Present Passive Participle



Present Passive Participle :



Participles also have no tense or mood. But they are used together with auxiliaries to form the progressive and perfect tenses and the passive voice.

The Present Participle refers to an action in the present or future.

The Present Active Participle is formed by adding ING to the basic form - accepting.

When a verb ends in a silent E, that letter is dropped before adding the ING : come - coming.

The Present Passive Participle is a compound form composed of being and the past participle.

The Past Participle refers to an action in the past. Since it is used in combination with auxiliary verbs to form the passive voice, the past participle is sometimes called the Passive Participle.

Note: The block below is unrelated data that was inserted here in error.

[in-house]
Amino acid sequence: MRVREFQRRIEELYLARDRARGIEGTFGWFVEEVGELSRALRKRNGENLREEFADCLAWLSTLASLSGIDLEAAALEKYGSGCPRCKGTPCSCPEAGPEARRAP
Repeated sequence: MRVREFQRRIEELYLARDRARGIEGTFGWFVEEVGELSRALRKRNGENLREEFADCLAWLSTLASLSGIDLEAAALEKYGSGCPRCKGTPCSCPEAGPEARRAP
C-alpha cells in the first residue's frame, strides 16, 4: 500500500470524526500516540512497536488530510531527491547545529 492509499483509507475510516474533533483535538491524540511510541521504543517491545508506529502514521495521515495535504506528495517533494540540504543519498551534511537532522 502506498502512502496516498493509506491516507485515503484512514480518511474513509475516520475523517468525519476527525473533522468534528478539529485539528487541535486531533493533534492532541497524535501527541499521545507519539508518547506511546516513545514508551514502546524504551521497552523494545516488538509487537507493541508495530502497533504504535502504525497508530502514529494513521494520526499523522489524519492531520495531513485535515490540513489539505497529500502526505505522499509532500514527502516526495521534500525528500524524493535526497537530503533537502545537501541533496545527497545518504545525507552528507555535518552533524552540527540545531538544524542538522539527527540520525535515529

The Past Active Participle is normally the same as the past tense form of the verb.

For regular verbs this is the ED form : accepted.

The Past Passive Participle is a compound form combining been and the past participle.

RELATED PAGES :



  1. The Participles
  2. The Different Participles
  3. Double Character of Participles
  4. Participle as Part of A Finite Verb
  5. Participle as An Adjective
  6. Present Participle
  7. Past Participle
  8. Uses of Participles
  9. Absolute
  10. Nominative Absolute
  11. Impersonal Absolute
  12. Meanings implied in Participles
  13. Examples Sentences with Participles
  14. The Gerund
  15. Four Forms of Gerund
  16. Double Character of Gerunds
  17. Gerund with An Object
  18. Gerund with The Possessive Adjective
  19. Noun in The Genitive Case
  20. Gerundial Participles
  21. Gerundive Use of Participle
  22. Participles
  23. Present Active Participle
  24. Present Participle
  25. Present Passive Participle
  26. Passive Participle
  27. Past Active Participle
  28. Past Passive Participle
  29. Parsing Models for Participles


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